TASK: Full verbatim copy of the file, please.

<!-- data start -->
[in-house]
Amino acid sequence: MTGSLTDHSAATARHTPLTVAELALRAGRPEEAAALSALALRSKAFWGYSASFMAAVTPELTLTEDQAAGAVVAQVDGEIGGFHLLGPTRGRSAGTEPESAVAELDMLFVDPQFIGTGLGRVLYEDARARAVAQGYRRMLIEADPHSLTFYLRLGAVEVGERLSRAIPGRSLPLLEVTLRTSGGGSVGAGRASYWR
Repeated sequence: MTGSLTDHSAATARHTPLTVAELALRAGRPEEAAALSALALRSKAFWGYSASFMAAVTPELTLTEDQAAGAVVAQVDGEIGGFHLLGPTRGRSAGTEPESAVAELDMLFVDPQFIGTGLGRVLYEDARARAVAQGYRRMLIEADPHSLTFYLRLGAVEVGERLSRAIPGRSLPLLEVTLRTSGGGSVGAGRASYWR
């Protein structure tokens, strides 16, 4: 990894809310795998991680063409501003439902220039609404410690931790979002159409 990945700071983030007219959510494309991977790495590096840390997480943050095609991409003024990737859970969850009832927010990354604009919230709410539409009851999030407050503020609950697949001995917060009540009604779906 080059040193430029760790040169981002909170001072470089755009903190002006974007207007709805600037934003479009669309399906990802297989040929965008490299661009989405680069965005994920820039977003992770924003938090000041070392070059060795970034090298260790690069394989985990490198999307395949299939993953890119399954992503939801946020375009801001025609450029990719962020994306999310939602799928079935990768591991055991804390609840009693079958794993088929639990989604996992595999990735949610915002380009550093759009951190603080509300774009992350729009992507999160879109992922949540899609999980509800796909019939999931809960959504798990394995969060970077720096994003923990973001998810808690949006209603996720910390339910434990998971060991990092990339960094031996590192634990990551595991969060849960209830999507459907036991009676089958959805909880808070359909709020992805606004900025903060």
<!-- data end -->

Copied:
[in-house]
Amino acid sequence: MTGSLTDHSAATARHTPLTVAELALRAGRPEEAAALSALALRSKAFWGYSASFMAAVTPELTLTEDQAAGAVVAQVDGEIGGFHLLGPTRGRSAGTEPESAVAELDMLFVDPQFIGTGLGRVLYEDARARAVAQGYRRMLIEADPHSLTFYLRLGAVEVGERLSRAIPGRSLPLLEVTLRTSGGGSVGAGRASYWR
Repeated sequence: MTGSLTDHSAATARHTPLTVAELALRAGRPEEAAALSALALRSKAFWGYSASFMAAVTPELTLTEDQAAGAVVAQVDGEIGGFHLLGPTRGRSAGTEPESAVAELDMLFVDPQFIGTGLGRVLYEDARARAVAQGYRRMLIEADPHSLTFYLRLGAVEVGERLSRAIPGRSLPLLEVTLRTSGGGSVGAGRASYWR
């Protein structure tokens, strides 16, 4: 990894809310795998991680063409501003439902220039609404410690931790979002159409 990945700071983030007219959510494309991977790495590096840390997480943050095609991409003024990737859970969850009832927010990354604009919230709410539409009851999030407050503020609950697949001995917060009540009604779906 080059040193430029760790040169981002909170001072470089755009903190002006974007207007709805600037934003479009669309399906990802297989040929965008490299661009989405680069965005994920820039977003992770924003938090000041070392070059060795970034090298260790690069394989985990490198999307395949299939993953890119399954992503939801946020375009801001025609450029990719962020994306999310939602799928079935990768591991055991804390609840009693079958794993088929639990989604996992595999990735949610915002380009550093759009951190603080509300774009992350729009992507999160879109992922949540899609999980509800796909019939999931809960959504798990394995969060970077720096994003923990973001998810808690949006209603996720910390339910434990998971060991990092990339960094031996590192634990990551595991969060849960209830999507459907036991009676089958959805909880808070359909709020992805606004900025903060």